The living donor experience

Donor health assessment and outcomes after living donor liver transplantation

Kimberly L. Beavers, Robert S. Sandler, Jeffrey Fair, Mark W. Johnson, Roshan Shrestha

Research output: Contribution to journalArticle

128 Citations (Scopus)

Abstract

Despite the increasing use of living donor liver transplantation, little is known about donor needs, concerns, and experiences. The goal of this study is to assess morbidity associated with living donation from a donor perspective, functional status after donation, and overall satisfaction with the donation process. We surveyed all living donors (LDs) from our center. Demographics, perioperative experience, and satisfaction with donation were assessed. The Medical Outcomes Study 12-Item Short-Form Survey (SF-12), a well-validated tool, measured overall health-related quality of life. Of 27 subjects eligible for the study, 27 subjects (100%) participated. Forty percent reported an event they deemed an immediate complication, of which 60% were recorded in the medical record. Complications requiring readmission were reported by 22%. Mean recovery time was 12 weeks (range, 1 to 52 weeks). No significant change was reported in physical activity, social activity, or emotional stability, and 92% of donors resumed their predonation occupation. Regardless of recipient outcome, 100% of donors would donate again and recommend donation to someone in contemplation. All surveyed LDs at our institution are satisfied with their donation decision. Morbidity in the first year after donation may be greater than previously appreciated. Despite complications, postoperative functional status of donors is equal to or better than population norms.

Original languageEnglish (US)
Pages (from-to)943-947
Number of pages5
JournalLiver Transplantation
Volume7
Issue number11
DOIs
StatePublished - 2001
Externally publishedYes

Fingerprint

Living Donors
Liver Transplantation
Outcome Assessment (Health Care)
Tissue Donors
Health
Morbidity
Occupations
Medical Records
Quality of Life
Demography
Exercise
Population

ASJC Scopus subject areas

  • Surgery
  • Transplantation

Cite this

The living donor experience : Donor health assessment and outcomes after living donor liver transplantation. / Beavers, Kimberly L.; Sandler, Robert S.; Fair, Jeffrey; Johnson, Mark W.; Shrestha, Roshan.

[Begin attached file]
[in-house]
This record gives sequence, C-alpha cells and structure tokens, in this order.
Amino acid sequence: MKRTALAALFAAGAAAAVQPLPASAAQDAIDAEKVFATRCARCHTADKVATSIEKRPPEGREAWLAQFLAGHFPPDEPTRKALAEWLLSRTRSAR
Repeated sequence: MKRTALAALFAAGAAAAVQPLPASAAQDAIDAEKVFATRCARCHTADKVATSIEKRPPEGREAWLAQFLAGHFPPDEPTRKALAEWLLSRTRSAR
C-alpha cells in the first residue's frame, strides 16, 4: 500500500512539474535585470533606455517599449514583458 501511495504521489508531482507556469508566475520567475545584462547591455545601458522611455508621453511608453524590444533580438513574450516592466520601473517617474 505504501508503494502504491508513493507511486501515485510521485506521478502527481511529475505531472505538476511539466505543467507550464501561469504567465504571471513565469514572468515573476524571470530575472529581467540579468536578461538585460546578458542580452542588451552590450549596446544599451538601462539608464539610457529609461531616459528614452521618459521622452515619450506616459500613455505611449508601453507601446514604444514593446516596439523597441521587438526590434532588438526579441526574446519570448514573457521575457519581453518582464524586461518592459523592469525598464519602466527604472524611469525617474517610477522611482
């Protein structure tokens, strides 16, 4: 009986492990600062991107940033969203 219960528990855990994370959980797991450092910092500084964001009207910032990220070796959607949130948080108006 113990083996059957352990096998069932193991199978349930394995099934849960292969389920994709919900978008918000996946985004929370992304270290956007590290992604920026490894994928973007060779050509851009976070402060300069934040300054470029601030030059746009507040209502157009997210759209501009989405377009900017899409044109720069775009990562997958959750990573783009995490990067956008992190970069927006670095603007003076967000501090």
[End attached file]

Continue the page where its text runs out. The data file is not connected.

In: Liver Transplantation, Vol. 7, No. 11, 2001, p. 943-947.

Research output: Contribution to journalArticle

Beavers, Kimberly L. ; Sandler, Robert S. ; Fair, Jeffrey ; Johnson, Mark W. ; Shrestha, Roshan. / The living donor experience : Donor health assessment and outcomes after living donor liver transplantation. In: Liver Transplantation. 2001 ; Vol. 7, No. 11. pp. 943-947.
@article{71a3403e55a546f1a153a4516e35ec35,
title = "The living donor experience: Donor health assessment and outcomes after living donor liver transplantation",
abstract = "Despite the increasing use of living donor liver transplantation, little is known about donor needs, concerns, and experiences. The goal of this study is to assess morbidity associated with living donation from a donor perspective, functional status after donation, and overall satisfaction with the donation process. We surveyed all living donors (LDs) from our center. Demographics, perioperative experience, and satisfaction with donation were assessed. The Medical Outcomes Study 12-Item Short-Form Survey (SF-12), a well-validated tool, measured overall health-related quality of life. Of 27 subjects eligible for the study, 27 subjects (100{\%}) participated. Forty percent reported an event they deemed an immediate complication, of which 60{\%} were recorded in the medical record. Complications requiring readmission were reported by 22{\%}. Mean recovery time was 12 weeks (range, 1 to 52 weeks). No significant change was reported in physical activity, social activity, or emotional stability, and 92{\%} of donors resumed their predonation occupation. Regardless of recipient outcome, 100{\%} of donors would donate again and recommend donation to someone in contemplation. All surveyed LDs at our institution are satisfied with their donation decision. Morbidity in the first year after donation may be greater than previously appreciated. Despite complications, postoperative functional status of donors is equal to or better than population norms.",